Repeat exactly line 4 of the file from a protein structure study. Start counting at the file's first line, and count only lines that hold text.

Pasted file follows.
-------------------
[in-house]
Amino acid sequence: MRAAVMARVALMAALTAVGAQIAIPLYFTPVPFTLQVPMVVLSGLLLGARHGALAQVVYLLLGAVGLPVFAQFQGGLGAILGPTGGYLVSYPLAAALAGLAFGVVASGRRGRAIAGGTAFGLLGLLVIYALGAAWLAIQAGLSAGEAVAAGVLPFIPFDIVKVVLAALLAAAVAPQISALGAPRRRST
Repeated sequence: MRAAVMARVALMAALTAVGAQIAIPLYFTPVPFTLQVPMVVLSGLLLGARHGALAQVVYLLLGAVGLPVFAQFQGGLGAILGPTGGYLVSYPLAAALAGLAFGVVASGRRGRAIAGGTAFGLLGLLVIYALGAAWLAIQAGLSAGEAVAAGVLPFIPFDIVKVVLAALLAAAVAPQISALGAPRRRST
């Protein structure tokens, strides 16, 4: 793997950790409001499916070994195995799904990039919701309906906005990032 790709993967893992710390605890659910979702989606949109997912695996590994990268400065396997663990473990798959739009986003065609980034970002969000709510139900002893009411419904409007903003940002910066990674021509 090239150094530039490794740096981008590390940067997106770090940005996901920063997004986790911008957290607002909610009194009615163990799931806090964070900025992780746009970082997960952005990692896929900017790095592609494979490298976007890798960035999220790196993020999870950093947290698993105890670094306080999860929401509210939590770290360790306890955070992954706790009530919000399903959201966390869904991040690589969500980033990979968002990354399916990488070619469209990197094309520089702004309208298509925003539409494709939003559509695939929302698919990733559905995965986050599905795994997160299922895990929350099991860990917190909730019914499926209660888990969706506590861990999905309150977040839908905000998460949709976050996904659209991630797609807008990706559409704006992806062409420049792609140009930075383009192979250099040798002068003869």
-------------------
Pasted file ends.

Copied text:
């Protein structure tokens, strides 16, 4: 793997950790409001499916070994195995799904990039919701309906906005990032 790709993967893992710390605890659910979702989606949109997912695996590994990268400065396997663990473990798959739009986003065609980034970002969000709510139900002893009411419904409007903003940002910066990674021509 090239150094530039490794740096981008590390940067997106770090940005996901920063997004986790911008957290607002909610009194009615163990799931806090964070900025992780746009970082997960952005990692896929900017790095592609494979490298976007890798960035999220790196993020999870950093947290698993105890670094306080999860929401509210939590770290360790306890955070992954706790009530919000399903959201966390869904991040690589969500980033990979968002990354399916990488070619469209990197094309520089702004309208298509925003539409494709939003559509695939929302698919990733559905995965986050599905795994997160299922895990929350099991860990917190909730019914499926209660888990969706506590861990999905309150977040839908905000998460949709976050996904659209991630797609807008990706559409704006992806062409420049792609140009930075383009192979250099040798002068003869």